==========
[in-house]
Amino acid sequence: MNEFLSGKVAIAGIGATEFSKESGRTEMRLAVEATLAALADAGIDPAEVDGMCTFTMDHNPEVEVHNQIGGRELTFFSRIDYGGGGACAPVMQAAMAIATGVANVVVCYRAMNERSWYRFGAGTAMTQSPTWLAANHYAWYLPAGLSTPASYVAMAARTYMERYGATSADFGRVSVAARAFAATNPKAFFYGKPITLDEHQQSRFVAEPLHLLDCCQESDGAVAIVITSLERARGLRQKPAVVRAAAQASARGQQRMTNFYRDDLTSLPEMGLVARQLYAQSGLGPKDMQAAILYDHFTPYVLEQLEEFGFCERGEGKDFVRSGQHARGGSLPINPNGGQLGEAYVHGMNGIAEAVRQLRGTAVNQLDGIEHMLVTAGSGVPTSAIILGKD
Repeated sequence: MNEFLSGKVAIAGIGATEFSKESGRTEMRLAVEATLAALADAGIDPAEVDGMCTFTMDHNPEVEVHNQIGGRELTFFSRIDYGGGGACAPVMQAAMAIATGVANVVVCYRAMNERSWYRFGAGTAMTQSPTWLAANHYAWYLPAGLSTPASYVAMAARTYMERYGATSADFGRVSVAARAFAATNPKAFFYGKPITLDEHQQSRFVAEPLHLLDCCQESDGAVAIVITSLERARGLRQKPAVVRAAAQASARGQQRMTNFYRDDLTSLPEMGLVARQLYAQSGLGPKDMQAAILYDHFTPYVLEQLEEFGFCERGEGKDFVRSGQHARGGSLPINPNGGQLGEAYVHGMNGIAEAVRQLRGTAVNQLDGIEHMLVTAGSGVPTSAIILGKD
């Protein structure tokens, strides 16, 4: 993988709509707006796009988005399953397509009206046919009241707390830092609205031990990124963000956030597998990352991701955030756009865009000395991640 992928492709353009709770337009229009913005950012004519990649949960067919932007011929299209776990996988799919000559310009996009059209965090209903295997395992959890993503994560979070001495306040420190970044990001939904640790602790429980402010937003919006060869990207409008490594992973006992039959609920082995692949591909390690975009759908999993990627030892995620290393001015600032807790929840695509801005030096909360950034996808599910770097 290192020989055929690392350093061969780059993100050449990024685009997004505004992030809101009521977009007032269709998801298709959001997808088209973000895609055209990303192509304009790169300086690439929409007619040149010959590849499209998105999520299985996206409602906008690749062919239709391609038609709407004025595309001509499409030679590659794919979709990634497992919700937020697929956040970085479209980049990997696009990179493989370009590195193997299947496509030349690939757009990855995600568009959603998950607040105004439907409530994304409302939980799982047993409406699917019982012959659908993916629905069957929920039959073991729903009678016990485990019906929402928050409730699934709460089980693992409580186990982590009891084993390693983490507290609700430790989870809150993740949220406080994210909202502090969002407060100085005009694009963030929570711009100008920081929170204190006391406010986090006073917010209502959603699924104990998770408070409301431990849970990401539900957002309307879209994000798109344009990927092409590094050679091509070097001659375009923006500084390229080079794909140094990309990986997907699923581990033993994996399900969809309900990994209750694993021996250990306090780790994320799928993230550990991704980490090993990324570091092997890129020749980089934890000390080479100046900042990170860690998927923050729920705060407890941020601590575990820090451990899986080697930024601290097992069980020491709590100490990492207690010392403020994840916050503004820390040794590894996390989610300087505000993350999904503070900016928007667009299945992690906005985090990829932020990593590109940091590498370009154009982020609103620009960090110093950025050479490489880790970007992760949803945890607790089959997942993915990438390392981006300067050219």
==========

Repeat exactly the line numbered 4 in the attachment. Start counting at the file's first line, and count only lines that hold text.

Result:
């Protein structure tokens, strides 16, 4: 993988709509707006796009988005399953397509009206046919009241707390830092609205031990990124963000956030597998990352991701955030756009865009000395991640 992928492709353009709770337009229009913005950012004519990649949960067919932007011929299209776990996988799919000559310009996009059209965090209903295997395992959890993503994560979070001495306040420190970044990001939904640790602790429980402010937003919006060869990207409008490594992973006992039959609920082995692949591909390690975009759908999993990627030892995620290393001015600032807790929840695509801005030096909360950034996808599910770097 290192020989055929690392350093061969780059993100050449990024685009997004505004992030809101009521977009007032269709998801298709959001997808088209973000895609055209990303192509304009790169300086690439929409007619040149010959590849499209998105999520299985996206409602906008690749062919239709391609038609709407004025595309001509499409030679590659794919979709990634497992919700937020697929956040970085479209980049990997696009990179493989370009590195193997299947496509030349690939757009990855995600568009959603998950607040105004439907409530994304409302939980799982047993409406699917019982012959659908993916629905069957929920039959073991729903009678016990485990019906929402928050409730699934709460089980693992409580186990982590009891084993390693983490507290609700430790989870809150993740949220406080994210909202502090969002407060100085005009694009963030929570711009100008920081929170204190006391406010986090006073917010209502959603699924104990998770408070409301431990849970990401539900957002309307879209994000798109344009990927092409590094050679091509070097001659375009923006500084390229080079794909140094990309990986997907699923581990033993994996399900969809309900990994209750694993021996250990306090780790994320799928993230550990991704980490090993990324570091092997890129020749980089934890000390080479100046900042990170860690998927923050729920705060407890941020601590575990820090451990899986080697930024601290097992069980020491709590100490990492207690010392403020994840916050503004820390040794590894996390989610300087505000993350999904503070900016928007667009299945992690906005985090990829932020990593590109940091590498370009154009982020609103620009960090110093950025050479490489880790970007992760949803945890607790089959997942993915990438390392981006300067050219």